Service on Sea & River

Norm Scott flyfishing
Norm Scott Flyfishing

Chuck was a platoon leader in Vietnam.

In one battle, his unit was pinned down, surrounded by a North Vietnamese Army regiment. Chuck (not his real name) called in a request for an Arc Light Strike, a desperation move that would rain bombs on friendly and unfriendly soldiers alike.

Chuck escaped. Many of his men did not.

Some 40 years later, Chuck was one of the first veterans to participate in Spokane’s Project Healing Waters Fly Fishing, a nonprofit organization that seeks to support wounded and disabled veterans through flyfishing.

Norm Scott ’63, a fellow Vietnam veteran, had recently taken leadership of the Spokane program as a project in his retirement.

He and Chuck had been fishing on the Coeur d’Alene River.

“On the way back, Chuck looked at me and said, ‘Why me? Why are you doing this for me?’” Scott recalled. “’Why am I still here? Why me, when I lost all those guys?’”

“When he tells me, ‘If it weren’t for you, this organization, I wouldn’t be here,’ — the dark side had almost gotten to him — that really, really grabbed me,” Scott said. “One of the things that concerns me is the suicide rate, not only among active duty, but veterans. If I can do anything to prevent that sort of stuff from happening, that’s why I’m in the program.”

Scott grew up in Eastern Oregon, a fishing rod in his hand. Recruited to Pacific University by then-Dean Charles Trombley, he was the first in his family to go to college, spending his college years studying biology and enjoying exploits with his Alpha Zeta Fraternity brothers.

Norm Scott '63
Norm Scott '63

As graduation approached, though, he knew the Army would be on his heels.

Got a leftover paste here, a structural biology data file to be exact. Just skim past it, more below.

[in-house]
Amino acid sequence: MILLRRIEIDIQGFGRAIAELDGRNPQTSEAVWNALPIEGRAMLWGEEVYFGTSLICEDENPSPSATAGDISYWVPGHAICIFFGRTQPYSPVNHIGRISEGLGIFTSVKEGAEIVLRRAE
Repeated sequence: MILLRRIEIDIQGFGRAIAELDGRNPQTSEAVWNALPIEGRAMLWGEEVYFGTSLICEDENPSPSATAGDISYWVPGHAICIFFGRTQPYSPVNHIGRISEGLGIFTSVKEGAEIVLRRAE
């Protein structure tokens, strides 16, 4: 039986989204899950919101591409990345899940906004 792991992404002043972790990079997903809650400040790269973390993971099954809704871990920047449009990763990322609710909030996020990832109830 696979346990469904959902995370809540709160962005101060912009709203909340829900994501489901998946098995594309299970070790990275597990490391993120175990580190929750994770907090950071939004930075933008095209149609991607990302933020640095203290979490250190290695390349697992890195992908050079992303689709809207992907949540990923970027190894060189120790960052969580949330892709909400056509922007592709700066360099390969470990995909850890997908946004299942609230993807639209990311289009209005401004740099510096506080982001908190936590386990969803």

“I knew as soon as I stepped out of school, I was going to be in the Army,” he said. “And I knew I did not want to go into the Army at the time — this was ’63.”

He went to Oregon State University, where he met students in various ROTC programs and decided that the Navy’s officer procurement program would be a better option than the Army draft.

Norm Scott Fishing
Norm Scott preparing to fish.

“I thought, ‘Well, I’ll spend my three years,’” he said. “I found myself the whole time in Vietnam.

“I didn’t necessarily like what I was doing in Vietnam, but I did like the responsibility and the options available to me at the time,” he said.

And so he stayed.

“I kept going from one assignment to another. I was ahead of my peers, getting early promotions. I was getting jobs that were, in my mind, very important and a step up,” he said. “I had my first command when I was under 40.”

Norm Scott

Over a 30-year career, Scott held a variety of command positions, on ships and on shore. He spent two years with the AEGIS Shipbuilding Program, an assignment on the Atlantic Fleet Propulsion Examining Board, and a tour as a commanding officer of the USS Gallery, a guided missile frigate, and the USS Gridley, a guided missle cruiser. He closed out his military career as commander of the Naval Surface Warfare Center at Dahlgren, the Navy’s largest Surface Ship Research and Development organization.

“That was a very rewarding tour,” he said. “It was interesting being in that type of environment, R&D, providing new programs, researching new things in a wide variety of areas, all related to the surface Navy.”